- Original Article
- Open Access
Microbial community profiles grown on 1020 carbon steel surfaces in seawater-isolated microcosm
Annals of Microbiology volume 70, Article number: 13 (2020)
Corrosion of metallic alloys is a concern worldwide, with impacts affecting different production sectors and consequent economic losses in the order of billions of dollars annually. Biocorrosion is a form of corrosion where the participation of microorganisms can induce, accelerate, or inhibit corrosive processes. In this study, it was evaluated that the changes in profile communities, by the sequencing of the 16S ribosomal gene, grown over steel coupons in a microcosm with no additional oxygen supplementation for 120 days. Analysis of abundance and diversity indices indicates marked changes in microbial structures throughout the 120-day period. Homology results of OTUs generated by Illumina sequencing indicated Proteobacteria phylum as the dominant group, comprising about 85.3% of the total OTUs, followed by Firmicutes and Bacteriodetes, both with 7.35%. Analyses at lower taxonomic levels suggested the presence of representatives described as corroders, such as Citreicella thiooxidans, Thalassospira sp., and Limnobacter thiooxidans. In conclusion, the results suggest that no additional oxygen supplementation profoundly altered the core of microbial communities, with a predominance of facultative anaerobic species.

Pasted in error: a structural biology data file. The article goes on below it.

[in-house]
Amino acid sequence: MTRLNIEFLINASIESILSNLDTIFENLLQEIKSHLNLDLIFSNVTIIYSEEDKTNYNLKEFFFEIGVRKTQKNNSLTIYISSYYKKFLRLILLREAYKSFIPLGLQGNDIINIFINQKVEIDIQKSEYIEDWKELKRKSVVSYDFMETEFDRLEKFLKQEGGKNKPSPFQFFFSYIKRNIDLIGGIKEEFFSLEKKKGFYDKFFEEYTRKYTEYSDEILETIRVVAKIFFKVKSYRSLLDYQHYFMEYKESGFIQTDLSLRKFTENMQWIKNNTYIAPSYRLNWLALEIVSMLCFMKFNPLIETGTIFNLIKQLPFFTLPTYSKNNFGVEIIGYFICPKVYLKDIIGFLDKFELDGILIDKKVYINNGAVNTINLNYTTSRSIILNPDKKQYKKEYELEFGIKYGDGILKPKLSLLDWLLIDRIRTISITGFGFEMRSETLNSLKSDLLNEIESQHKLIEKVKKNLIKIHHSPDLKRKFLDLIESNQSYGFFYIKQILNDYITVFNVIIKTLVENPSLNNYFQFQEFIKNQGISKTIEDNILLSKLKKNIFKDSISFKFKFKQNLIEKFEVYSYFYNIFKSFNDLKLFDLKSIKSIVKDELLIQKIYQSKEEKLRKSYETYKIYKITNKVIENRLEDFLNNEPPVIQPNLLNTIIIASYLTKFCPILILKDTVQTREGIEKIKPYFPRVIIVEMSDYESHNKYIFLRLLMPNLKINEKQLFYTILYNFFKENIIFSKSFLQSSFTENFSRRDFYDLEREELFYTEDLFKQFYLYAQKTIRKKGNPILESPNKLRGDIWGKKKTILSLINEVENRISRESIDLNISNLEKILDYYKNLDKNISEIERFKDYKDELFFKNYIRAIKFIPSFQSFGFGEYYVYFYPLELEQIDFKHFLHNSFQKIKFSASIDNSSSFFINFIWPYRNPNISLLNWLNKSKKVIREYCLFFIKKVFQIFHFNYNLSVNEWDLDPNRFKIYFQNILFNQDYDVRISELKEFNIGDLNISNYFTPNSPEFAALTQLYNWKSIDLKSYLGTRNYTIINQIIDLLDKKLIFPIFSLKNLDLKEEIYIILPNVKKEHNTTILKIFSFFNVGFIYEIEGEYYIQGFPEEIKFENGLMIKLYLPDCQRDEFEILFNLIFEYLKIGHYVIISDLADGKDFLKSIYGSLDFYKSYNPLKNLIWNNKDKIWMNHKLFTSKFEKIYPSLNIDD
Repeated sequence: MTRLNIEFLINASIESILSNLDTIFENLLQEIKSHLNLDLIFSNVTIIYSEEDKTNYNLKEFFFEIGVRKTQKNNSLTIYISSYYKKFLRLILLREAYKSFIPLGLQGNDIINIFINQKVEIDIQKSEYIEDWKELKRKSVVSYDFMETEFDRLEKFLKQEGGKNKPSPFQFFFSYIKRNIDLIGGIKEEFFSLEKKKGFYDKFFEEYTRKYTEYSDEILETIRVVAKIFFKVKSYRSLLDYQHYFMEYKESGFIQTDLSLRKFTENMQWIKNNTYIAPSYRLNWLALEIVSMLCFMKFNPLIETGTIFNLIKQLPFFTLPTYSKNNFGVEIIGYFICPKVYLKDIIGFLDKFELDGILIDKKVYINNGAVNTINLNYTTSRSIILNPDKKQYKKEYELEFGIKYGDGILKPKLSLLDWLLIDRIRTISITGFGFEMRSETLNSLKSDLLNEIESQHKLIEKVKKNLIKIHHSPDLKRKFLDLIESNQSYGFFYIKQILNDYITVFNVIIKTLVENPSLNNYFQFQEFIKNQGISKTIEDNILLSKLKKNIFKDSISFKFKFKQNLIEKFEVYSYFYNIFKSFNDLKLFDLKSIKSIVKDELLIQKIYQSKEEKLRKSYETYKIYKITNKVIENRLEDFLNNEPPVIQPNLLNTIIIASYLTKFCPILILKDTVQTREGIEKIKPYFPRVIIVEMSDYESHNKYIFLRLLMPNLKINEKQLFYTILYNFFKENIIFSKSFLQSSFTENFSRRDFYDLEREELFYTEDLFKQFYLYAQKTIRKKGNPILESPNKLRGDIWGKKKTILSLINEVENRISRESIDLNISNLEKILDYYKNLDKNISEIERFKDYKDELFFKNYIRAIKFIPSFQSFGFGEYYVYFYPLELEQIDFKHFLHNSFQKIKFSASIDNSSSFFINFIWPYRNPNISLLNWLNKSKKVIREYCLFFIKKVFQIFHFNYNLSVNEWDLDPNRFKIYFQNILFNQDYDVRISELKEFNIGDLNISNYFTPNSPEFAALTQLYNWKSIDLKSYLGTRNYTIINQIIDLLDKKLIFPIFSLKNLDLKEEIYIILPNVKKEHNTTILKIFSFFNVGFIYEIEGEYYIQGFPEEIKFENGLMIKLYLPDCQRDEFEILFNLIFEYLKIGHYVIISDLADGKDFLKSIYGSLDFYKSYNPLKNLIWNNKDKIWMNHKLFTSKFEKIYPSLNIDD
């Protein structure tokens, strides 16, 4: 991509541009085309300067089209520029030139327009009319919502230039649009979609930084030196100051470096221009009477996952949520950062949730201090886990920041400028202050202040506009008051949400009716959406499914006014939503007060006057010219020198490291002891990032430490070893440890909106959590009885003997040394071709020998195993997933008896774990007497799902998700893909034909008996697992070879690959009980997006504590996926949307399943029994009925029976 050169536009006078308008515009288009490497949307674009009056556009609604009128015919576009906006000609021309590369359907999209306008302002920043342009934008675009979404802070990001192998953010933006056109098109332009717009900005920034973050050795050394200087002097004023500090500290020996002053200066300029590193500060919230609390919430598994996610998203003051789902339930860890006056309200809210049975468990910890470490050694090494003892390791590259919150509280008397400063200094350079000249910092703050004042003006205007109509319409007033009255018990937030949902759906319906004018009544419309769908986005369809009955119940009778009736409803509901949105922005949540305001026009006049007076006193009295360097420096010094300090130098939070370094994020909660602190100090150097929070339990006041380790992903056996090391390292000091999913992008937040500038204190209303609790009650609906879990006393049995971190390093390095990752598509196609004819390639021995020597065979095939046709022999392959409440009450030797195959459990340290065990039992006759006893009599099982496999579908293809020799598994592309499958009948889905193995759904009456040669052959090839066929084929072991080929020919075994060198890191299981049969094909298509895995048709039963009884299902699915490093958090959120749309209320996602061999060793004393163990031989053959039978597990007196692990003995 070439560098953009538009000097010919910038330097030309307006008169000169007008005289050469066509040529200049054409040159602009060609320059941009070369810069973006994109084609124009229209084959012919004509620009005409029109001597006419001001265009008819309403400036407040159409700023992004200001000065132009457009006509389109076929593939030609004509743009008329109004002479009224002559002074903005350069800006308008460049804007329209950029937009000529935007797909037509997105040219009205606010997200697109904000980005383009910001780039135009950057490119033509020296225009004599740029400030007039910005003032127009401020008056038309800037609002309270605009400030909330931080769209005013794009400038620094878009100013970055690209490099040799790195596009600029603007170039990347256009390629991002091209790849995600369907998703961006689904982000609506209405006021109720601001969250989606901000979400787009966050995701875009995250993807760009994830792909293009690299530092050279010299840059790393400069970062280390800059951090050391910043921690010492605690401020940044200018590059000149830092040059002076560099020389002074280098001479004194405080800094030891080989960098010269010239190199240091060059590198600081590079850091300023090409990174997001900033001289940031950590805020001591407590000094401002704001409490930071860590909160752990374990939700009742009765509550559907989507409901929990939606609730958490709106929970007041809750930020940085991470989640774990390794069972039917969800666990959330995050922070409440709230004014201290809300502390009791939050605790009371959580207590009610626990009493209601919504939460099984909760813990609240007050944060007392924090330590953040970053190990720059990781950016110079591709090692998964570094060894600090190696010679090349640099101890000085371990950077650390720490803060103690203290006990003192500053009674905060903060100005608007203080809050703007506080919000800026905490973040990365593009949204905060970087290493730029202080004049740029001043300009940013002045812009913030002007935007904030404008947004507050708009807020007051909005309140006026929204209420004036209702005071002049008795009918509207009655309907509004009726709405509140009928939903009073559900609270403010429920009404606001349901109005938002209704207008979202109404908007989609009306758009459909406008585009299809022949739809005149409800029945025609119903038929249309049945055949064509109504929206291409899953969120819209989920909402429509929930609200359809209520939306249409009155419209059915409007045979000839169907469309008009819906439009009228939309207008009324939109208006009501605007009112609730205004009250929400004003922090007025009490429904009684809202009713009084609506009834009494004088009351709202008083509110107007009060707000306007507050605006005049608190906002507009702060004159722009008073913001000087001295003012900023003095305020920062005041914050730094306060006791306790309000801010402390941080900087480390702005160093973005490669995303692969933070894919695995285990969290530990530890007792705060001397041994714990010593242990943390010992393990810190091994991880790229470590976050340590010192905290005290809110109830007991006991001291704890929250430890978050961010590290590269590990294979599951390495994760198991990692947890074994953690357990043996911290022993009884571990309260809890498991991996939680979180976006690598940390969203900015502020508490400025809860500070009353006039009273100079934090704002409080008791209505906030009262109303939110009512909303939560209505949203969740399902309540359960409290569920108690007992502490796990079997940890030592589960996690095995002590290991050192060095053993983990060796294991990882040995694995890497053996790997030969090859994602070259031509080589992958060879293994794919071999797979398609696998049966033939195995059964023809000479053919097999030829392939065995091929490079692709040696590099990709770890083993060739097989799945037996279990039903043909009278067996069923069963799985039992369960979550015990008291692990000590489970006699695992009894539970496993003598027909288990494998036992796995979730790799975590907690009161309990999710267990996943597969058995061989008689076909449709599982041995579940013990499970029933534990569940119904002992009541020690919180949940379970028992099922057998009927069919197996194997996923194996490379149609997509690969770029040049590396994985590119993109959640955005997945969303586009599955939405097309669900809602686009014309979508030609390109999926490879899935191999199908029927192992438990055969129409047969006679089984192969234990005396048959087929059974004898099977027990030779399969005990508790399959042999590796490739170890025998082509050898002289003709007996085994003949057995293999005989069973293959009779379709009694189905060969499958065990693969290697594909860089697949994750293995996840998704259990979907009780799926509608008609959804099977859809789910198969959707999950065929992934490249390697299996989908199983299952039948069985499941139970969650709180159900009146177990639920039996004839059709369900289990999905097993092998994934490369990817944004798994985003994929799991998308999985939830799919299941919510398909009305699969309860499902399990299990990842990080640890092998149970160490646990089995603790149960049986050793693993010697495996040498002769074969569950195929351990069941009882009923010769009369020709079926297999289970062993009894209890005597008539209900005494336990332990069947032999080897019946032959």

Corrosion of metals is a complex process that involves abiotic factors, such as temperature, physical and chemical stresses, and biotic factors through the direct and indirect action of microorganisms. Although in the scientific literature, the action of eukaryotic microorganisms such as fungi, yeast, and algae are described as corroders, the activity of bacteria and archaea constitutes the major part of the microbially influenced corrosion (MIC) (Lugauskas et al. 2009; Li et al. 2018). Nowadays, the metal deterioration through corrosion is a global concern, impacting numerous economic sectors, in particular, offshore structures, as pipeline, navies, and harbors, and studies of the economic impacts of corrosion demonstrate that values can reach US$2.5 trillion per year, which represents 3% of gross domestic product (GDP) (Koch et al. 2016). Expensive protective actions against corrosion processes are currently available, such as organic and inorganic coatings, plastics covers and paints, and cathodic protection, which consists in creating a galvanic cell, and thus, acting with a “sacrifice metal,” maintenance and inspection costs are also considerable (Baeckmann 1997; Price and Figueira 2017). In addition to these activities described, protective actions, such as inspection, maintenance, and training of specialized technicians, may add an estimated $121 billion to the total cost, thus corroborating the high economic impacts of corrosion on industries (Koch et al. 2002; Thompson et al. 2007).